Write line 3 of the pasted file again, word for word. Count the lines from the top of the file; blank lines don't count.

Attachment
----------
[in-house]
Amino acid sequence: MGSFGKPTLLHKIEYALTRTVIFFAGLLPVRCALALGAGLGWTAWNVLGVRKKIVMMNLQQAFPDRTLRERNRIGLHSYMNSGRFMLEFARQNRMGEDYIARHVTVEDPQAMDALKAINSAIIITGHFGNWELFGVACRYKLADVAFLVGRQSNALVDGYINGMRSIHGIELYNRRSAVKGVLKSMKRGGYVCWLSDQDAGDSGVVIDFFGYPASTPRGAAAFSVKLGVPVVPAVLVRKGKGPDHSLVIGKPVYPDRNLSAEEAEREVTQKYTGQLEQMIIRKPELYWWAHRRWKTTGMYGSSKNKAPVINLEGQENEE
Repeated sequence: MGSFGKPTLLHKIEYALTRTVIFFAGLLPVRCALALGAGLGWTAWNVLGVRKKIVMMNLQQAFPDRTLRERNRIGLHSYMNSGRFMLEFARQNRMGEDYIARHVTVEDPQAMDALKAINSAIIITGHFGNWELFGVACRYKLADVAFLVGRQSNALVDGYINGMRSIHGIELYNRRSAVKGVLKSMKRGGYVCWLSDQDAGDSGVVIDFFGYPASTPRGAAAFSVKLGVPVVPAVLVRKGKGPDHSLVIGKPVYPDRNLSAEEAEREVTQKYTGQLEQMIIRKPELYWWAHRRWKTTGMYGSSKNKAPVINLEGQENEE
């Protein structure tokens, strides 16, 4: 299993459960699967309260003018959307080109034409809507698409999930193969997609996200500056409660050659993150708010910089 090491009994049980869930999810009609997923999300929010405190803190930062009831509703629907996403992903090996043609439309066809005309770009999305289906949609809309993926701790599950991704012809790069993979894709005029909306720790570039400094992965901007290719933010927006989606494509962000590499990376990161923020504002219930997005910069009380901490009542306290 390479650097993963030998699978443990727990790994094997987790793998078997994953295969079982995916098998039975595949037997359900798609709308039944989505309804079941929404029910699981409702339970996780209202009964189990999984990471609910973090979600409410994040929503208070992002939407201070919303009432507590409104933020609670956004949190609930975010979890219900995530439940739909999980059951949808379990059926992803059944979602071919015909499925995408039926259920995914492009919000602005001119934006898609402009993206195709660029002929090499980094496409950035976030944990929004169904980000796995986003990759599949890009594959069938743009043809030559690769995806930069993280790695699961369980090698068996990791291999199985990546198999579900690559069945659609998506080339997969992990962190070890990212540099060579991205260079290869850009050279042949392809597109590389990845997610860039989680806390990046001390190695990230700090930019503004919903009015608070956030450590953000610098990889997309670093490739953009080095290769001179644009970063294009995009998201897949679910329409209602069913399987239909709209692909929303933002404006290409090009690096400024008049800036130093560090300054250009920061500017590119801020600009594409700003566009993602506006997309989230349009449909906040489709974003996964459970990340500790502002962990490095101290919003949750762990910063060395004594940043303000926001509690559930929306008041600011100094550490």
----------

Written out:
Repeated sequence: MGSFGKPTLLHKIEYALTRTVIFFAGLLPVRCALALGAGLGWTAWNVLGVRKKIVMMNLQQAFPDRTLRERNRIGLHSYMNSGRFMLEFARQNRMGEDYIARHVTVEDPQAMDALKAINSAIIITGHFGNWELFGVACRYKLADVAFLVGRQSNALVDGYINGMRSIHGIELYNRRSAVKGVLKSMKRGGYVCWLSDQDAGDSGVVIDFFGYPASTPRGAAAFSVKLGVPVVPAVLVRKGKGPDHSLVIGKPVYPDRNLSAEEAEREVTQKYTGQLEQMIIRKPELYWWAHRRWKTTGMYGSSKNKAPVINLEGQENEE